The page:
WP 77 Prevalence of M Genitalium, T Vaginalis, C Trachomatis and N Gonorrhoeae in Women Enrolled in a Prospective Multi-Center US Clinical Study

Tuesday, June 10, 2014
International Ballroom
Damon Getman, PhD, Research and Development, Women's Health Diagnostics, Hologic Inc, San Diego, CA, Seth Cohen, undergraduate student, Occidental College, Department of Biology, Occidental College, Los Angeles, CA and Alice Jiang, BS, MS, Research and Development, Hologic Inc, San Diego, CA

Background:  This study evaluated the prevalence of M genitalium (MG), C trachomatis (CT), N gonorrhoeae (NG) and T vaginalis (TV) in urogenital samples from female subjects enrolled in a prospective multi-center US clinical trial.

Methods:  Residual specimens [physician-collected vaginal swab (VS), endocervical swab (ES), ThinPrep liquid Pap (TP), and self-collected urine (FU)] obtained from among 800 asymptomatic or symptomatic (urethritis, vaginitis, or cervicitis) women, consented and enrolled from 7 diverse US clinical sites, were tested using a research-use only molecular assay for MG, and FDA-cleared molecular assays for TV, CT, and NG.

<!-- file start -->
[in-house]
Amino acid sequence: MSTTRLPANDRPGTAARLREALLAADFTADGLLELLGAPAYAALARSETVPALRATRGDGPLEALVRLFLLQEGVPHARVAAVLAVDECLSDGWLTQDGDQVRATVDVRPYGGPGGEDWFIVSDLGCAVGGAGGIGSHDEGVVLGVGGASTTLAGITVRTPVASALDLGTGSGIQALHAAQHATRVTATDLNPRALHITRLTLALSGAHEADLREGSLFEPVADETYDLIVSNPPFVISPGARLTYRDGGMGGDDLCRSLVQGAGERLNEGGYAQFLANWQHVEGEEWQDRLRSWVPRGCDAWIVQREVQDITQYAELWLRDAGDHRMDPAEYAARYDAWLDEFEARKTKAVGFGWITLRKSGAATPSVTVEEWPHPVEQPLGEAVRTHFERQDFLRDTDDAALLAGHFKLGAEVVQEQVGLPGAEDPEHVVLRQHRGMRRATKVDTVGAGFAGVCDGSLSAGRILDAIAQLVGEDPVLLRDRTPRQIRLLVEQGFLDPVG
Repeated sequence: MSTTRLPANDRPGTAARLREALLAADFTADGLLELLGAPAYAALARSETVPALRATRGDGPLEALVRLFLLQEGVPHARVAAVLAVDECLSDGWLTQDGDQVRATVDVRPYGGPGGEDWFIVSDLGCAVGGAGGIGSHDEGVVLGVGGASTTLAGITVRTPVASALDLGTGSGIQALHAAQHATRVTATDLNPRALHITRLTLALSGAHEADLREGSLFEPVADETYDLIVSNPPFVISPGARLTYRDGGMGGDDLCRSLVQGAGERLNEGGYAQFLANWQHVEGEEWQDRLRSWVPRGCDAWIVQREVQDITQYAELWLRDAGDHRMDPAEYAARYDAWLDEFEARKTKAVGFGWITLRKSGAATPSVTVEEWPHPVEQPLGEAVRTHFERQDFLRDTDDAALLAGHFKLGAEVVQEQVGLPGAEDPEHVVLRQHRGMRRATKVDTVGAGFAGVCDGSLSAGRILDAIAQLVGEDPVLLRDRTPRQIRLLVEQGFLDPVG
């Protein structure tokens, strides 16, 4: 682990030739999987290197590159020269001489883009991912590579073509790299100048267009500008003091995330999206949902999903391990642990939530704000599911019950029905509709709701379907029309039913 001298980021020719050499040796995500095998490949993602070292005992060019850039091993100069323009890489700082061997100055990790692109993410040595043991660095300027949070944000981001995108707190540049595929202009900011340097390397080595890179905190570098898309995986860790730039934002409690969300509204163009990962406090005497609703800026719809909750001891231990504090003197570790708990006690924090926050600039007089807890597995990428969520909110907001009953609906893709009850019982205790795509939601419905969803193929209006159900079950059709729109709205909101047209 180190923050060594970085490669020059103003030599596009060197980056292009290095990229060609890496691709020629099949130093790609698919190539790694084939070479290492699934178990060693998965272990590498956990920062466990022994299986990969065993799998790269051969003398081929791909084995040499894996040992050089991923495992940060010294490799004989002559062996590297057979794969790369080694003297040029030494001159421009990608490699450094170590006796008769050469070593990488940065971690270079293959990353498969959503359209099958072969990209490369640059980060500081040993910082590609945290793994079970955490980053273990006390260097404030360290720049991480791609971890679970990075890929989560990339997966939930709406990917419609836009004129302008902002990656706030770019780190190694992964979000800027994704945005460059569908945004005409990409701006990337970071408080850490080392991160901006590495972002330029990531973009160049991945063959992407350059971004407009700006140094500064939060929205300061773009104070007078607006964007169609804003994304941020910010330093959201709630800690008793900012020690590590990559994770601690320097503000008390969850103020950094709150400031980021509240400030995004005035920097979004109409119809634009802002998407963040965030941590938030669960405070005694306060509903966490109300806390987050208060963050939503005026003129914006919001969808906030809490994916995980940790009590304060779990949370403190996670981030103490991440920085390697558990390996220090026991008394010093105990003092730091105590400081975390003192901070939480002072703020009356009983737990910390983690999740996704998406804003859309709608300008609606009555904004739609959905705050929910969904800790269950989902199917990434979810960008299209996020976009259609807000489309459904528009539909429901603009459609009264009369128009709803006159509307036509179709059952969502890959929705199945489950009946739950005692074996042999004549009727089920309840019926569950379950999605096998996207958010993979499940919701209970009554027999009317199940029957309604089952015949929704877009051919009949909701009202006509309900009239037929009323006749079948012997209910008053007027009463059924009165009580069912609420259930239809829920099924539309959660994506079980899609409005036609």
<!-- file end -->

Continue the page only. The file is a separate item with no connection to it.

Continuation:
Results:  Prevalence of TV and MG infections was high (23.3%, 21.6%) in endocervical swabs and in vaginal swabs (21.7%, 21.7%). CT and NG prevalence rates ranged from 3% to 9.4% in these sample types. TV and MG also showed higher prevalence in TP samples (13%, 11.2%) than CT and NG (8.4%, 1.4%). FU sample prevalence rates for TV, CT, MG and NG were 11.5%, 8.1%, 7.2%, and 1.5%, respectively. Among women with any STI, TV had the highest proportion of single infections (range 32-39% for all sample types), followed by MG (range 20%-31%), and CT (range 9%-20%). MG/TV co-infections ranged from 5%-13%, followed by MG/CT co-infections (4% for all sample types). Among symptomatic women with single infections, NG and MG had slightly higher prevalence for all sample types, compared to women diagnosed with TV or CT. Women with CT/MG, TV/MG, and CT/NG co-infections reported symptoms at higher rates than women with CT/TV co-infection.

Conclusions:  TV and MG had higher prevalence than CT and NG, both as single infections and as co-infections with other sexually-transmitted organisms. Women with single MG infections reported similar rates of urogenital symptoms compared to women with single NG infections.